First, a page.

Old House Journal - - Contents -

A shape-shift­ing bun­ga­low.

Here are two Arts & Crafts Bun­ga­lows, neigh­bors in a small city in south­ern Wis­con­sin. Both were built in 1918. With its orig­i­nal rooflines, front-fac­ing dormer, and brick porch, one house (at right) re­mains es­sen­tially as built, save for a panel of pri­vacy lat­tice that’s eas­ily re­moved.

The other has been ex­panded with a rear-side ad­di­tion. It’s highly vis­i­ble, as the house sits on a cor­ner lot. “I call it French Third Em­pire,” says our cor­re­spon­dent, mak­ing tongue-in-cheek ref­er­ence to the mansard-ish (aka Sec­ond Em­pire) roof.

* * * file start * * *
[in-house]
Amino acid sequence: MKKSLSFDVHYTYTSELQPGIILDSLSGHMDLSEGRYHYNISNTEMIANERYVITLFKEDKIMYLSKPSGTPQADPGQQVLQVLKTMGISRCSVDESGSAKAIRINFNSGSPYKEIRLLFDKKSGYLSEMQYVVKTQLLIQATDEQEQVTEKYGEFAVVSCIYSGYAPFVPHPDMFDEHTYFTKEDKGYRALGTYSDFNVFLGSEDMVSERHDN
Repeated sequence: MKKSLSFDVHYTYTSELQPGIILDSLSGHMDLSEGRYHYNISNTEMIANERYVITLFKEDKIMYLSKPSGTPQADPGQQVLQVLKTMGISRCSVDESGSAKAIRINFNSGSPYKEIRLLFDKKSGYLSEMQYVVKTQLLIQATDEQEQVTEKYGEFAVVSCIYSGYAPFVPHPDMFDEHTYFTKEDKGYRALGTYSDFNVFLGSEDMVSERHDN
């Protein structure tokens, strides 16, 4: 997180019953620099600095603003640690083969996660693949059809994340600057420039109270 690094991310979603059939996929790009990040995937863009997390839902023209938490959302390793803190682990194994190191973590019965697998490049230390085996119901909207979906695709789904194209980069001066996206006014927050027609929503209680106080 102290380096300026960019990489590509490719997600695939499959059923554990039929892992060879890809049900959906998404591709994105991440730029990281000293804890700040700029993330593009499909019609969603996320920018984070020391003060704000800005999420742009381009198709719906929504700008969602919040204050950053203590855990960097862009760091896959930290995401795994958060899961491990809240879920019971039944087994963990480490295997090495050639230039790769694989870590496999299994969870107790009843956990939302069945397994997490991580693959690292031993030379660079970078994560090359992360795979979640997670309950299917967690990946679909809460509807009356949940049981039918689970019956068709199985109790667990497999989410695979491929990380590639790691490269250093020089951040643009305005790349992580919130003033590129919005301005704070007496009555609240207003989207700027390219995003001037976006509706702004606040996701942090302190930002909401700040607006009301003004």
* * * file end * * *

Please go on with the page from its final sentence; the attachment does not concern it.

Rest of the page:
Some would ar­gue it’s not as bad as the pop-tops seen on Chicago Bun­ga­lows, which look as though alien houses have landed on top of the old ones. Here, the façade is pre­served. But why choose a roof that oblit­er­ates the orig­i­nal lines of the house, and seems more suited to a late-20th-cen­tury med­i­cal of­fice or fast-food fran­chise?

A back ex­ten­sion, a bump-out that fol­lows the orig­i­nal roofline, or a wide dormer at the rear may have been good al­ter­na­tives for adding space.

His­tory in front, mis­guided reno in the rear. — Paula An­tonevich Myers


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